The Thing from Another World
John W. Campbell and Charles Lederer
Kenneth Tobey as Captain Patrick Hendry
Margaret Sheridan as Nikki Nicholson
James Arness as the alien
A remote arctic research station manned by a team of scientists and military personnel led by Dr. Carrington detects an unusual object falling to Earth. After it reaches the surface Captain Hendry and a small contingent of Army officers fly in to investigate. A joint team of scientists and soldiers proceed to the crash site and discover the form of a UFO. Temperatures are so frigid that it is already covered with ice. In an attempt to access the vessel, the team detonates plastic explosives at several points on the ice. Yet the charges are too powerful and end up destroying the UFO. Yet, an alien form – also trapped in the ice – is discovered adjacent to the explosion. They remove it to the research station and store it in a room where – unbeknownst to the research team – it slowly defrosts under the warmth of an electric blanket.
On close examination the alien turns out to be an unimagined “thing” that challenges humankind’s assumptions about intelligent life. It predictably escapes and begins terrorizing the station’s inhabitants. Yet, its presence also produces a struggle between the military personnel, who seek to ensure the safety of all those posted to the station and the contingent of scientists who want to preserve the alien, even at the expense of their own lives.
The idea of a hostile alien with unknown intentions and abilities comprises the creepy theme ofThe Thing from Another World and at times succeeds in disturbing even contemporary viewers. There are a few decent scares, but the storyline is the principle source of horror and overall entertainment. The acting is typical of the time and the conversations move between characters (and over characters) so seamlessly that viewers may find themselves rewinding several times to catch all of the dialogue. If you fail to rewind, however, you are not missing much, as all of the important words are emphasized clearly and unencumbered by banter.
Upon release of The Thing from Another World in the early 50s, American society was beginning to grapple with the idea of space travel and the possibilities of intelligent life on other planets – with Mars speculated as the most likely candidate since telescopic images revealed what appeared to be canals on its surface. Although part of the horror genre, instead of scaring, the film fascinated audiences of the time. In the same year, The Day the Earth Stood Still (also about alien visitation) was released to the same effect.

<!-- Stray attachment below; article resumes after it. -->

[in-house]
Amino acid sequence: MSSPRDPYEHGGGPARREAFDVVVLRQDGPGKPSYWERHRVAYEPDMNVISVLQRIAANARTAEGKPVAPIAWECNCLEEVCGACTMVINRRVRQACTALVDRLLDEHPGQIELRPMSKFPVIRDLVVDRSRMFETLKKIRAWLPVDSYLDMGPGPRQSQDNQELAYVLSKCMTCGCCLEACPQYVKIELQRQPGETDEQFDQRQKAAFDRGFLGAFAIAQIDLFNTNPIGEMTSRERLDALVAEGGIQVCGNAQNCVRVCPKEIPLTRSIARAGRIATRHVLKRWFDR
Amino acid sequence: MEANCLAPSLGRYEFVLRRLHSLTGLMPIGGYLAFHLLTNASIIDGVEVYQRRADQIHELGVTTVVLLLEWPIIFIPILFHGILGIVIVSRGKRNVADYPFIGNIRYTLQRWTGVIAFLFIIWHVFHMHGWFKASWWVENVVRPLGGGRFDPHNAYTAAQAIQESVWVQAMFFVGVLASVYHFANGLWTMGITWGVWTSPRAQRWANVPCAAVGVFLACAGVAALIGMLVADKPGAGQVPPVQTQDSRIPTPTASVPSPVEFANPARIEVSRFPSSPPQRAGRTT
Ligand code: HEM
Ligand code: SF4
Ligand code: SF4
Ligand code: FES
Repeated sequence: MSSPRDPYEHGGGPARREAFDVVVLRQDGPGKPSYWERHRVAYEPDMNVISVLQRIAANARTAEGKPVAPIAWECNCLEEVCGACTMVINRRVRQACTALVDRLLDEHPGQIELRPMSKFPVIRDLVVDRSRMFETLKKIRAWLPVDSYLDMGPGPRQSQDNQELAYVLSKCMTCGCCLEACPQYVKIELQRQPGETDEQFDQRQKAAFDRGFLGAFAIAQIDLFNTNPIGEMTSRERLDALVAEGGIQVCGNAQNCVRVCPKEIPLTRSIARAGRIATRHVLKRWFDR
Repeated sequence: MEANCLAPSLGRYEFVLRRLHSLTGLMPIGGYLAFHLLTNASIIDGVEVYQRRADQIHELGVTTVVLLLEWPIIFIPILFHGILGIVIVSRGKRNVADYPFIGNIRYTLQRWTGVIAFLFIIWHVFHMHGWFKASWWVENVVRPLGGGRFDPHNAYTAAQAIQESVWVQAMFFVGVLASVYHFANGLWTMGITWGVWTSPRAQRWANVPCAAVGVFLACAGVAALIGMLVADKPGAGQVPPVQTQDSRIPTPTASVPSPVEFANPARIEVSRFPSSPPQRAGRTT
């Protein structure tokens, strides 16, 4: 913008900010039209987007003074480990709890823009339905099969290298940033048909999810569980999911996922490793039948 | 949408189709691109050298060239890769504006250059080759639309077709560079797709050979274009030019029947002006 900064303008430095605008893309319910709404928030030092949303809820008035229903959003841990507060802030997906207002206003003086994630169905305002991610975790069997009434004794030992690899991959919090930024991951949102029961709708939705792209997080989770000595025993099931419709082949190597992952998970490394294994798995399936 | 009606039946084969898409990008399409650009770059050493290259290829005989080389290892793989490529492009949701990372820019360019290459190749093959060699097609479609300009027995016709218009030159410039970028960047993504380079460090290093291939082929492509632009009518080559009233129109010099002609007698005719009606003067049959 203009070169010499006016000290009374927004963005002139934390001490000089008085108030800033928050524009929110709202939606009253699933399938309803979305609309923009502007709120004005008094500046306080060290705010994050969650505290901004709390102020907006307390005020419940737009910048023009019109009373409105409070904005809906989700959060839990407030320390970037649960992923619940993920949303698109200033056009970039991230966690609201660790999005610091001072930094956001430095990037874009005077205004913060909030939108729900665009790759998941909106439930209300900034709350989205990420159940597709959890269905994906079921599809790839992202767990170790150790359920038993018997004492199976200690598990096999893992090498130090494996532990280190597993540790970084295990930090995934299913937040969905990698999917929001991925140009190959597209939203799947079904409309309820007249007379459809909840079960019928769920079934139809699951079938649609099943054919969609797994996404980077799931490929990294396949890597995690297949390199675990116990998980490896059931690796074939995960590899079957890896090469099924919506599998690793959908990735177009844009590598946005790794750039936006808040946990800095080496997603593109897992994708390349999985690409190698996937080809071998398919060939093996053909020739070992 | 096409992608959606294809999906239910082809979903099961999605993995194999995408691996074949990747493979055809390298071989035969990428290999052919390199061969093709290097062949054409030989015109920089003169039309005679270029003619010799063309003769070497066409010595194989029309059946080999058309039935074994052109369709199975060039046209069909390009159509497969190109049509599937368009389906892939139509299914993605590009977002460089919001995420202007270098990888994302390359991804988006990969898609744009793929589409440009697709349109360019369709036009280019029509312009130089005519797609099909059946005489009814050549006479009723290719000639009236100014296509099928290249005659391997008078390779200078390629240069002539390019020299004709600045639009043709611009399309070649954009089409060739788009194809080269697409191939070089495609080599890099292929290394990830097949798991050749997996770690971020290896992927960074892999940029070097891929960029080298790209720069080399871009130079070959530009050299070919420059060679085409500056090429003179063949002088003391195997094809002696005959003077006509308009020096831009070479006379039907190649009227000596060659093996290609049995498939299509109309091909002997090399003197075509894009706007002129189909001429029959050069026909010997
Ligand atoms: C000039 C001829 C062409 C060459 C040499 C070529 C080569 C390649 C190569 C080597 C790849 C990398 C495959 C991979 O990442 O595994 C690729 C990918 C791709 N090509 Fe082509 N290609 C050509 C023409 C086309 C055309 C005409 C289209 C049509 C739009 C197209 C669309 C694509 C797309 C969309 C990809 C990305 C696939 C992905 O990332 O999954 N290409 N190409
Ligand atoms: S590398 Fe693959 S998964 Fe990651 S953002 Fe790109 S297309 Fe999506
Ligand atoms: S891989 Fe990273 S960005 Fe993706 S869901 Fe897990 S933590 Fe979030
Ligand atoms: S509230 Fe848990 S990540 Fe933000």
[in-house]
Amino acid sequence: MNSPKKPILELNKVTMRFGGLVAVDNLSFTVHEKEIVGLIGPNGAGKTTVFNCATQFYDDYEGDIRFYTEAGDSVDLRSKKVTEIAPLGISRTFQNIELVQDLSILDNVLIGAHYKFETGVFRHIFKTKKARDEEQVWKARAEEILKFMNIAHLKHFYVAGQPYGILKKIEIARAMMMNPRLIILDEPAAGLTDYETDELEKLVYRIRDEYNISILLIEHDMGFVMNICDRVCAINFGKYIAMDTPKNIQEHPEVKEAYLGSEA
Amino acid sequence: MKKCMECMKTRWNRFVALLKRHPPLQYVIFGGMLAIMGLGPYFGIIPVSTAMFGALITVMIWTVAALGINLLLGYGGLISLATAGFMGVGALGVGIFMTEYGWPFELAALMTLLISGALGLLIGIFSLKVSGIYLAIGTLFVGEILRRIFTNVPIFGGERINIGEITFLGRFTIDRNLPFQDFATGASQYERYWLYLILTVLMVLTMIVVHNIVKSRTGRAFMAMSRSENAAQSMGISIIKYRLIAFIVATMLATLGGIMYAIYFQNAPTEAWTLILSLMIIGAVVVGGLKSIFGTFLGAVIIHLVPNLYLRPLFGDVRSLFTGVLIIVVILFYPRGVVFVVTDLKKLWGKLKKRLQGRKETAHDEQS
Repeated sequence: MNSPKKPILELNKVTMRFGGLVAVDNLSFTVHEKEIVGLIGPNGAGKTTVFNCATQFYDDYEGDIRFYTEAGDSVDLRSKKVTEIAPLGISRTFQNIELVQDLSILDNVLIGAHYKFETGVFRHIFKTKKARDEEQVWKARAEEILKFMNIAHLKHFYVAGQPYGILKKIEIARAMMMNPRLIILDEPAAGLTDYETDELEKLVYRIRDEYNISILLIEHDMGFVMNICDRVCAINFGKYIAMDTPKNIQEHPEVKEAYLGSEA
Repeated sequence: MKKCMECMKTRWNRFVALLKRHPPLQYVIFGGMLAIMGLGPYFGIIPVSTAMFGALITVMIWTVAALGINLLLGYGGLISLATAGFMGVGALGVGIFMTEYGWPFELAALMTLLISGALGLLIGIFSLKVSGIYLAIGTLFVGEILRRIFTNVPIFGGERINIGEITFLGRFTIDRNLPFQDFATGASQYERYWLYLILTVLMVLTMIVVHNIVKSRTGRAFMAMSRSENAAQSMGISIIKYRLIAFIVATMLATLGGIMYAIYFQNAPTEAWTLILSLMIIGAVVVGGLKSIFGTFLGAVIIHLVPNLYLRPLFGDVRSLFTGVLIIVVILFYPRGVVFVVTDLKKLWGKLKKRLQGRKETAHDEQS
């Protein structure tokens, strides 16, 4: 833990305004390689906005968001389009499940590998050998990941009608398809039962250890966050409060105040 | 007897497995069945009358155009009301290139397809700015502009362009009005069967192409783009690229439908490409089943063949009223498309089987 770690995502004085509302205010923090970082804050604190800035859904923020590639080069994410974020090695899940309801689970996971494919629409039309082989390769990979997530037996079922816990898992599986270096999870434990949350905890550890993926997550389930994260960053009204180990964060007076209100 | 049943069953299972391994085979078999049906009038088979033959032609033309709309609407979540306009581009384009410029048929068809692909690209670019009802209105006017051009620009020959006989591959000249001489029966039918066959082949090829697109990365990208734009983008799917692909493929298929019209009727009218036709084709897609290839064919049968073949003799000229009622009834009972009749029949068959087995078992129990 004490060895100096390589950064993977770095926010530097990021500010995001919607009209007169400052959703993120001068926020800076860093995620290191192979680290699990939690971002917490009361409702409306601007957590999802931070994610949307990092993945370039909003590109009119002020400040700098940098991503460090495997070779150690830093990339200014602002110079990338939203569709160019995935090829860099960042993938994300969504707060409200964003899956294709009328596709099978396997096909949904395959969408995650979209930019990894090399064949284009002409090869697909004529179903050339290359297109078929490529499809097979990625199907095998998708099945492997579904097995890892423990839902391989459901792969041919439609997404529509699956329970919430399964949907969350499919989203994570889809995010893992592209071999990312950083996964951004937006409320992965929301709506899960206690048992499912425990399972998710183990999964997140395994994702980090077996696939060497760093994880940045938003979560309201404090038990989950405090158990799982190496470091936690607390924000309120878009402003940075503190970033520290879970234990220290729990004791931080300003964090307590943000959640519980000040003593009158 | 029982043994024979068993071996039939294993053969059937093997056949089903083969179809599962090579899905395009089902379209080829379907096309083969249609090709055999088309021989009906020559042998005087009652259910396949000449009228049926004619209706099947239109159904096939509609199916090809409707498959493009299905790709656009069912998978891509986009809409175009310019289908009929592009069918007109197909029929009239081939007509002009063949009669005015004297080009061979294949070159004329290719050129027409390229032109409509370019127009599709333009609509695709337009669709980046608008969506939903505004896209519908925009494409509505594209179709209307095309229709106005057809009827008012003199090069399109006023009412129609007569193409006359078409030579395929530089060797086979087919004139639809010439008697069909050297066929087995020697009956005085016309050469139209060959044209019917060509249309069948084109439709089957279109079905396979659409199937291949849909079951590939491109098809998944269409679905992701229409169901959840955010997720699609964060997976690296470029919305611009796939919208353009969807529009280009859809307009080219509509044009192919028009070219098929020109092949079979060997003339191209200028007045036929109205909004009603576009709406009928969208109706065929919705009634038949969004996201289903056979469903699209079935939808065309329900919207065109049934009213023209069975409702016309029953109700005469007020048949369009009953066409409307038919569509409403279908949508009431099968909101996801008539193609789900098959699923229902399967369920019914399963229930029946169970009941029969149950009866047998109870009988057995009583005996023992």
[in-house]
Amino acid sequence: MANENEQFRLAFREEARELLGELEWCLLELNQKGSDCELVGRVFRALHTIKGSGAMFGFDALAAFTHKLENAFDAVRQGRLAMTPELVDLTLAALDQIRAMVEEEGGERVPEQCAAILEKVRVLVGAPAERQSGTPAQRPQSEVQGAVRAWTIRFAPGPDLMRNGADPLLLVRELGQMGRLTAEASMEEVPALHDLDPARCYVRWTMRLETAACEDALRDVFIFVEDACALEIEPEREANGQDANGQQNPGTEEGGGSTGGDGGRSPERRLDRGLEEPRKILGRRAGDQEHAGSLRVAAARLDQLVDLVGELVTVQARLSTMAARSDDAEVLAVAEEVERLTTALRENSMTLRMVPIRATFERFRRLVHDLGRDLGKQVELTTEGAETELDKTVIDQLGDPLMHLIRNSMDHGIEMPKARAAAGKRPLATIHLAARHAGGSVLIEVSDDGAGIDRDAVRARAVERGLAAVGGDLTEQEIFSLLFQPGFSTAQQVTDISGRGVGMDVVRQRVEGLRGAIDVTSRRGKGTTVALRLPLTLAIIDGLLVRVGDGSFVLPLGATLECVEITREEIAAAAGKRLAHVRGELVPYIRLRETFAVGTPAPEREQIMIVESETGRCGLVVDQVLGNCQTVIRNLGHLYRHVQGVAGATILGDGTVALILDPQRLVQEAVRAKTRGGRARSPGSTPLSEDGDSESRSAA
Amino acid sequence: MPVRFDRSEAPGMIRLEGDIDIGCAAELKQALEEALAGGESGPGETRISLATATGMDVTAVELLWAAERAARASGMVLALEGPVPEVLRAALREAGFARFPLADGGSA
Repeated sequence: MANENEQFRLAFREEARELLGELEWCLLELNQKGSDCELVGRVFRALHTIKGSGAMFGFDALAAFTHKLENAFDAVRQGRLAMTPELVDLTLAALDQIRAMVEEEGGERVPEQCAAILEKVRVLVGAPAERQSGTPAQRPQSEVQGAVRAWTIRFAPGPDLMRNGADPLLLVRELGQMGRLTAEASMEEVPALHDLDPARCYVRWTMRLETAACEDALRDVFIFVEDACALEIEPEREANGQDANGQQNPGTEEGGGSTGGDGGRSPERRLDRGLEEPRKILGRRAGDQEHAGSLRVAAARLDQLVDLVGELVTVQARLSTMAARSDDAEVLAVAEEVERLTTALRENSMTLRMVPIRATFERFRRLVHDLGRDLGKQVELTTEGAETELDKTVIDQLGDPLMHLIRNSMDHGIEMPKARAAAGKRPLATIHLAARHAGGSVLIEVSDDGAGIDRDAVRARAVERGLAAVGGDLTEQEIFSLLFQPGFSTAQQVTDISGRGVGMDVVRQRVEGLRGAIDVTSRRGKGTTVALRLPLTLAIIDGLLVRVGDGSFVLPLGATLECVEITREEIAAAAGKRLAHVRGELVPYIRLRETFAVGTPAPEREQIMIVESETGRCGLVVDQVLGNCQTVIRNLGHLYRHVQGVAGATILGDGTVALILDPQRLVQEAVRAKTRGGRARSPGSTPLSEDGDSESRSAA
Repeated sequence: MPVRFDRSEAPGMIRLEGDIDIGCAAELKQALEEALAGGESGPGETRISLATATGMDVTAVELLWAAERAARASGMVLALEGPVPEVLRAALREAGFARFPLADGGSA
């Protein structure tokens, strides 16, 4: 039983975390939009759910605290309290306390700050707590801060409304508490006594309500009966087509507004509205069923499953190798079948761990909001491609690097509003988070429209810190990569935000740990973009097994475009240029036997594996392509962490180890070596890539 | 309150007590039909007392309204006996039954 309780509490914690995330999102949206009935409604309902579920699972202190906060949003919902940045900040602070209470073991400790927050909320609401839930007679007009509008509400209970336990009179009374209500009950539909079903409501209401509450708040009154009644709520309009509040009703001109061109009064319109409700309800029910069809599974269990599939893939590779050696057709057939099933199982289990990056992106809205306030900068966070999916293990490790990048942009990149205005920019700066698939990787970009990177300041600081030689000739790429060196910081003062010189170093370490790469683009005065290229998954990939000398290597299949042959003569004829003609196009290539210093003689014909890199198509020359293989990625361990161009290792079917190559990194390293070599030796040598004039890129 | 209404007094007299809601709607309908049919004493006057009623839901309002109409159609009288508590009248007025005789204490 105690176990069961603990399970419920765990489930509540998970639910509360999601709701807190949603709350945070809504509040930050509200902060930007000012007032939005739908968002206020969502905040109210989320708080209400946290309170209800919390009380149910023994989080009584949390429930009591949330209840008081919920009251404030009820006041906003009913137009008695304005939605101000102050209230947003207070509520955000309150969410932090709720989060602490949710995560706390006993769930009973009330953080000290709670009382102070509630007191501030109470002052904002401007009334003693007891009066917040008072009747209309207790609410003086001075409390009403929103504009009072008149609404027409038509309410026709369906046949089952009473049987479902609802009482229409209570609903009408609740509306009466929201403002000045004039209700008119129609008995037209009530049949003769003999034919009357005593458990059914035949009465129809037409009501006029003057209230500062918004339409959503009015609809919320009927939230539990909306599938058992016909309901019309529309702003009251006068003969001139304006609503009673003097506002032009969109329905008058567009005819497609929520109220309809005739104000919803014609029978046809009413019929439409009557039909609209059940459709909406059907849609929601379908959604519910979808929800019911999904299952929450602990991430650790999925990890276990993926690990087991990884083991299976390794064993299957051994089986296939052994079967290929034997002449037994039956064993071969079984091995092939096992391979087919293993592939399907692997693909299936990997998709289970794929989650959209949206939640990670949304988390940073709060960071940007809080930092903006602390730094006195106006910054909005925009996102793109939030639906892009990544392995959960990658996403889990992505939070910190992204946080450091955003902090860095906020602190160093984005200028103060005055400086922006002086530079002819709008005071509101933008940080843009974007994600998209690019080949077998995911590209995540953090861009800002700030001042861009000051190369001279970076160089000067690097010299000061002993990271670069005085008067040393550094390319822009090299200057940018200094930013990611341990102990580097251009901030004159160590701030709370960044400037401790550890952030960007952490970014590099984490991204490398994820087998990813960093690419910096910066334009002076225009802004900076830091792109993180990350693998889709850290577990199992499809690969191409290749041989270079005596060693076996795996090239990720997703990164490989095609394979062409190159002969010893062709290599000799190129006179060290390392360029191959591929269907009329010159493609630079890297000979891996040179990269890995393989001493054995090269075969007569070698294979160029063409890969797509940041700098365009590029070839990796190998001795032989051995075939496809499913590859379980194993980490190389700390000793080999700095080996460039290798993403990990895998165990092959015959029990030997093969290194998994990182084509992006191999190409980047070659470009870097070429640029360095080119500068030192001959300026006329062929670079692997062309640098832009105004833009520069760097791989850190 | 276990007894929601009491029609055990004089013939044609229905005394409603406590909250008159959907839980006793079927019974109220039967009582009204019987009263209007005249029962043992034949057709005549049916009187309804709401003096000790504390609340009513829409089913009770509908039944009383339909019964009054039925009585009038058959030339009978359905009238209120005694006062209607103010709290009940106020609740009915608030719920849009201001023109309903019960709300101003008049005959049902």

Other very real events informed the fears of audiences at the time – including the conclusion of the most devastating war in history (World War II) and the prolonged conflict on the Korean peninsula, which appeared to be sucking the youth of America to a foreign land in the same alarming degree.
I dwell on the context of The Thing from Another World because it concludes with an ominous warning about the dangers from other planets and a thinly veiled appeal to the audience to maintain constant vigilance. Although a possible attempt to stir alarmist reactions – creating a buzz that sends more people to the theaters – it failed.
Yet, the film inspired two remakes – one in 1982 and the other in 2011. Of the two, the 1982 version is probably the one most horror fans have seen, or heard about. It is a fantastic film in its own right and although technically a remake, enough differences between it and the original exist to highly recommend both films.
In the original The Thing from Another World the conflict between scientists and the Army forms one of the fundamental themes of the film – creating almost as much friction and tension as the conflict between humanity and alien life. Interestingly, the soldiers are depicted as rational and upstanding and the scientists as dangerous and scheming. This dynamic is a product of the respect each group was accorded at the time and is not repeated in the 1982 remake – where scientists exclusively comprise the ANT-arctic team.
A more significant difference is the nature of the alien in each film. Both are original and fascinating and may fit into a similar overarching theme, but demand critical plot differences. Sci-fi horror fans will immensely enjoy this trip back in time, especially if they already like the 1982 re-make. The Thing from Another World is not just an earlier rendition, but a different film worthy of separate respect and highly entertaining (not only for nostalgic reasons) in its own right.